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get connected with our neighborhood as well and i want to show you some easy steps to be prepared it looks like the mayor was pulling up our escape route but checkout sf 72.org i think he'll really like it okay. does anyone else want to share about how to stay safe that in an earthquake bobby. >> you have a house and get under a table so i won't hurt yourself. >> exactly right what can be done with injuries you want to put someone over your head to be safe. >> also like put our pack
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somewhere where you can get it. >> okay. >> if you hide under the table like you are prepared for action. >> so you're hiding underneath the timetable it's a stopped shaking before you get out what do you do and look around aftershocks things are still falling and pay attention. >> of staff and students when you hear the 3 bells that is the instrumental of the beginning of california shake down and the beginning of duck and cover. >> next step. >> earthquake early warning system they've per effected it.
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>> remember you want to not face the windows and why not face the windows yes. >> because if the glass breaks it will hit you. >> you don't want to - you want your face away from the windows. >> hang on (bell ringing) california shakeout 2, 3, 4 california the fact is now start to prepare so you can protect
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user this is earthquake drill right now drop cover and hold this is an earthquake drill this is not a real earthquake until you're driving drop immediately and take cover and hold subordinate our structure until the shaking stopped in your indoors stay indoors in our anti doors stay outside minimal what will go helping happy it can last from a few seconds up to a minute up to 6 feet per second the floor can jerk sideways that is what you drop cover and hold on you could fall or become airborne and sustain serious
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injury look around what will be around you this is an earthquake drill drop over and hold on do not use elevators if you're outside stay away from things that can hurt you drop cover and hold on otherwise look around until the shaking is over drop cover and hold on so protect our arms don't move until the shaking is over if you're indoors stay indoors during an earthquake stop and set the parking rate and stay inside the vehicle until the shaking is over after 2 minutes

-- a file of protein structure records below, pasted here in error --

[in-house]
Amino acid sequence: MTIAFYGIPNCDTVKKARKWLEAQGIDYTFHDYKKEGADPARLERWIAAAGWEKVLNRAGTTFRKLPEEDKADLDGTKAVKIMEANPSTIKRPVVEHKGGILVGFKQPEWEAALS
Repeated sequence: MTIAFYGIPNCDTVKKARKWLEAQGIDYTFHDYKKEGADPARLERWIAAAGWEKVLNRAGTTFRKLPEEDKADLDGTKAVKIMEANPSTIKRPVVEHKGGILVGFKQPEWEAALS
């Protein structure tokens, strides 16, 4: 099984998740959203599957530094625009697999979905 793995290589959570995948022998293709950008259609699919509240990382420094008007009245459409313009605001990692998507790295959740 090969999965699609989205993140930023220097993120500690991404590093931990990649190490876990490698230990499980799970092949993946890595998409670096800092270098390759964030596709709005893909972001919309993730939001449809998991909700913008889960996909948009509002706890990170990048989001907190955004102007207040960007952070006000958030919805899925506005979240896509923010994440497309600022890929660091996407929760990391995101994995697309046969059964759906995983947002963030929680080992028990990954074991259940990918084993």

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when the staking shaking a over there will be aftershocks so with you, reduce the losses and recover as quickly as possible on the protection shakeout.org learn more you can share stories with others (inaudible) thank you for participating in the great california shackle out the largest earthquake drill in california history that long bell will instrumental the evacuation. >> (bell ringing)
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good morning marina benefit begins shall i is marina pan dozen i'm mayor ed lee the mayor of the san francisco i'm down here with you on the great shack out to practice our safety in case there's a big earthquake and students if i may say this you have a whiff principle and great teachers here but i think the most important part i say that the students of marina middle school are the greatest students of san francisco i saw that i saw that directly i was in one of our classrooms today you are getting ready you are joining over 52 thousand
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students in the entire san francisco unified school district get ready for disaster and earthquake and our also joining some 10 million students across the state of california on t this great shakeout thank you yourself learning to do in your classroom what our learning to get ready for the first 72 hours our california strategist emergency services and pillow and fire they're here to support the fact you'll take the megs message back home to our parents and family and is let's get ready let's not be afraid of the earthquake let's get ready for the earthquake that's what we need to see i want to say a great, thank you on behalf of the me the mayor and all the wonderful departments the more